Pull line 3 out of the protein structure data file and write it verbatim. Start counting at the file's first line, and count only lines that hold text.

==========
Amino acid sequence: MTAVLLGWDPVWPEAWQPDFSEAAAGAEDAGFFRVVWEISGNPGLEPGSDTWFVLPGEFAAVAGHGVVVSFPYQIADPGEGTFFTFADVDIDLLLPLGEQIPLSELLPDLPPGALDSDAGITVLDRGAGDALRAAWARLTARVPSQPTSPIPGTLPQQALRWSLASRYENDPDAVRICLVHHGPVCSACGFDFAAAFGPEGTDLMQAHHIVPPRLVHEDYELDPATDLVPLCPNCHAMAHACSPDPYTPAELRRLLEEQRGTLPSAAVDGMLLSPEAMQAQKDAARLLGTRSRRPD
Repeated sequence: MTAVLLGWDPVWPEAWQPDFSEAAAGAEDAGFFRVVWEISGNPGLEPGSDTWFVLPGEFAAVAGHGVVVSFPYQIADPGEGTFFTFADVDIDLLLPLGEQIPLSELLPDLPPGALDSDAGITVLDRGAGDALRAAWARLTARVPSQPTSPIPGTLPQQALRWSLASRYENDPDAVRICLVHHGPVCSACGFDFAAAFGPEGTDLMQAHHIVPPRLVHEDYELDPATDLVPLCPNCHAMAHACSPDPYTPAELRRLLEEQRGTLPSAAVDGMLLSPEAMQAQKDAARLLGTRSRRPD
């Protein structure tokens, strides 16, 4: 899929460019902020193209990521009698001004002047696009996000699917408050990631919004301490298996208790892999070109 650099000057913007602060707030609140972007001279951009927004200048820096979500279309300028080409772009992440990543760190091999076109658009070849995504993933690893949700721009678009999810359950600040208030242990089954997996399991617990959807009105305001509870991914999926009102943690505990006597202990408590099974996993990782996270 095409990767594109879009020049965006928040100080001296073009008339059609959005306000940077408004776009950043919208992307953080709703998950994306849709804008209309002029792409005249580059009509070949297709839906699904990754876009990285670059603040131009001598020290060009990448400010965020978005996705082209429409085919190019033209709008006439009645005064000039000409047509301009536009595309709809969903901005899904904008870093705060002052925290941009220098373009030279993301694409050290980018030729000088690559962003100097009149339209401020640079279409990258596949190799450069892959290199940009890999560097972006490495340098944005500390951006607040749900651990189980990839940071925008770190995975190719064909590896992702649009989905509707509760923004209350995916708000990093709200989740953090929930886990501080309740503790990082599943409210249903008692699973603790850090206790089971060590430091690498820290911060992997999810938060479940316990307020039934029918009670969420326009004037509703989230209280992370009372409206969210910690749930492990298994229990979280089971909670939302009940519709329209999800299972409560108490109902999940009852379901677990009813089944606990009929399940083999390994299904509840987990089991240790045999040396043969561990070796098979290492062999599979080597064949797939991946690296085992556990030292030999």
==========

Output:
């Protein structure tokens, strides 16, 4: 899929460019902020193209990521009698001004002047696009996000699917408050990631919004301490298996208790892999070109 650099000057913007602060707030609140972007001279951009927004200048820096979500279309300028080409772009992440990543760190091999076109658009070849995504993933690893949700721009678009999810359950600040208030242990089954997996399991617990959807009105305001509870991914999926009102943690505990006597202990408590099974996993990782996270 095409990767594109879009020049965006928040100080001296073009008339059609959005306000940077408004776009950043919208992307953080709703998950994306849709804008209309002029792409005249580059009509070949297709839906699904990754876009990285670059603040131009001598020290060009990448400010965020978005996705082209429409085919190019033209709008006439009645005064000039000409047509301009536009595309709809969903901005899904904008870093705060002052925290941009220098373009030279993301694409050290980018030729000088690559962003100097009149339209401020640079279409990258596949190799450069892959290199940009890999560097972006490495340098944005500390951006607040749900651990189980990839940071925008770190995975190719064909590896992702649009989905509707509760923004209350995916708000990093709200989740953090929930886990501080309740503790990082599943409210249903008692699973603790850090206790089971060590430091690498820290911060992997999810938060479940316990307020039934029918009670969420326009004037509703989230209280992370009372409206969210910690749930492990298994229990979280089971909670939302009940519709329209999800299972409560108490109902999940009852379901677990009813089944606990009929399940083999390994299904509840987990089991240790045999040396043969561990070796098979290492062999599979080597064949797939991946690296085992556990030292030999």